in which men are led, by false prin- being the case, that they manifestciples, to form erroneous opinions edon all occasions the greatest zeal in religion, their errours will be laid in preserving them inviolate. The to their own charge ; they have not rise of every new heresy was obbeen occafioned by any unnecessary served by them with a mixture of obscurity in the divine revelation. astonishment, indignation, and for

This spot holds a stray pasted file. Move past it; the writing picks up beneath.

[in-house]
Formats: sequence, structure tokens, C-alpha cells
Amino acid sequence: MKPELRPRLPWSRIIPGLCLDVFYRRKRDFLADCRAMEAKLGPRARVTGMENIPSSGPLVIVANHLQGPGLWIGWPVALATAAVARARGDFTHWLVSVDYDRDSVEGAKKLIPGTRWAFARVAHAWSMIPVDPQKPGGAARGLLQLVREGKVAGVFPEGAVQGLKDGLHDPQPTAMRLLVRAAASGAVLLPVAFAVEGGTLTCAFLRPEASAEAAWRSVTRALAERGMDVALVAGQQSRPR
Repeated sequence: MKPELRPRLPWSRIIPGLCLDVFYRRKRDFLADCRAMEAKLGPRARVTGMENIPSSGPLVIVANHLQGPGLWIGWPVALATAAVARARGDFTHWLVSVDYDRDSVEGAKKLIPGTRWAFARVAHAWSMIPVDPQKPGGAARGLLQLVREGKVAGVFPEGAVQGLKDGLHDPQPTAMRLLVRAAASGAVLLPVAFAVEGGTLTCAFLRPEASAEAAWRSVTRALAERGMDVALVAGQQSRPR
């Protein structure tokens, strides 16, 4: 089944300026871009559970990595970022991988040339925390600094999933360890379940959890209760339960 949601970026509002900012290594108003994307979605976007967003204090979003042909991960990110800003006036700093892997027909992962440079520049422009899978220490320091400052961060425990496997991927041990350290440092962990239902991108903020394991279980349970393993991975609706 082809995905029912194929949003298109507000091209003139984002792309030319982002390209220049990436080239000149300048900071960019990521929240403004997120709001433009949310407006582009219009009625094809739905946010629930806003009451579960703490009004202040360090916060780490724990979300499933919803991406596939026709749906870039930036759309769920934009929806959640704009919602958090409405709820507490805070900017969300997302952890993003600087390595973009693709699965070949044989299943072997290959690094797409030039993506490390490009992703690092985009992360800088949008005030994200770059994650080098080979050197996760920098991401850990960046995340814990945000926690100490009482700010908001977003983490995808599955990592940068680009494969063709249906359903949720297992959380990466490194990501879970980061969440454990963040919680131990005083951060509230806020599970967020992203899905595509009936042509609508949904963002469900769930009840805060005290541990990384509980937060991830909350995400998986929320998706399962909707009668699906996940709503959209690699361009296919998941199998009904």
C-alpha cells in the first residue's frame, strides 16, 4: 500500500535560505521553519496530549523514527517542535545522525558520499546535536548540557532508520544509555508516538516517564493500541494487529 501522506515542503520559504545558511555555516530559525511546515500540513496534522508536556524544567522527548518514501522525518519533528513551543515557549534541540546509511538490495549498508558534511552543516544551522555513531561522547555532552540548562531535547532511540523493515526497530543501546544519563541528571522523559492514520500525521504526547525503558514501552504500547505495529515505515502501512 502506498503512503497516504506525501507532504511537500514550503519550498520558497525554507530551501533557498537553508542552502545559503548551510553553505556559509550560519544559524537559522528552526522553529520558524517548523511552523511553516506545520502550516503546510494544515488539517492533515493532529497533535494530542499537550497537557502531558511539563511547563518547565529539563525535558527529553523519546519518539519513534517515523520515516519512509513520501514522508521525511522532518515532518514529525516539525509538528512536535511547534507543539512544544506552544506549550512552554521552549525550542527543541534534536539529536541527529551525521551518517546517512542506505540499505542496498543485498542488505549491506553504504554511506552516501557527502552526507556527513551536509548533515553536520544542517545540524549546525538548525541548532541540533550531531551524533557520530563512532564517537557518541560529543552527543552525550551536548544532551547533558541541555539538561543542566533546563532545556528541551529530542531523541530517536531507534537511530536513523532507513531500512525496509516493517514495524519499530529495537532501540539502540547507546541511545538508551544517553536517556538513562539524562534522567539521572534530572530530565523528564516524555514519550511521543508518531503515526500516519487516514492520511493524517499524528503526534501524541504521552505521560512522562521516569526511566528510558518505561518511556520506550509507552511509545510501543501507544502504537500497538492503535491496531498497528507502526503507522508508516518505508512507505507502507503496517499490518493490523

But here the question recurs, row, which manifested that, till who are in the right? What is the thattime, they had been united and interpretation of scripture which firm in the belief of one fyltem of may be regarded, as exclusively doctrines. Now, it has often been true? Are they not dogmatical and shown (and no one has ever been conceited, who maintain that they able to prove the contrary,) that alone, of all christians, have exam- the doctrine of our church* corresined without prejudice, and discov. ponds exactly with the faith of the ered, with infallible certainty, the primitive christians; or, in other true meaning of the oracles of God? words, with the faith of the inspirTo this we reply, that there are ed writer. The doctrines, which systems of doctrine demonstrated we hold, are not the inventions of to be pure by evidence, which our men, nor the perversions of scrip. opponents cannot reasonably refift. ture truth; they are coeval with These are the articles and confef- the first promulgation of the gof. sions of faith of this and a neigh. pel ; for it cannot be shown, that bouring church. Whatever may be they were introduced at a later pe. the errours of either in the form of riod. In the darkness of Popish ig. discipline or worship, or in other norance some of them were almost matters not essential; their systems extinguished; but whenever learn. of doctrine are perhaps the purest, ing and reverence for the scriptures which could have been expected in began to revive, the pure doctrines any works of human composition. of Christ shone forth with renewed Nor is this merely a presumption, lustre. They were received by our drawn from the manners of the venerable reformers, as the greattimes, when they are composed, or est blessings of Heaven, and wor. from the great piety and integrity thy of being kept and defended of the compilers; but it is an af- with a fortitude, which tortures sertion, the truth of which may be and death could not overcome. proved by an appeal to the coinci. Shall then their descendants permit dence of these doctrines with the themselves to be deprived of such sentiments of the immediate fol. blessings, from the unmanly fear, lowers of the apostles. If this co- that their firm, though modelt deincidence can be shown, it com- fence of them, would be illiberally pletely demonstrates the purity of stiled the effect of a dogmatick and our religious doctrines to every conceited spirit ? [To be continued.] one, who admits the conclufiveness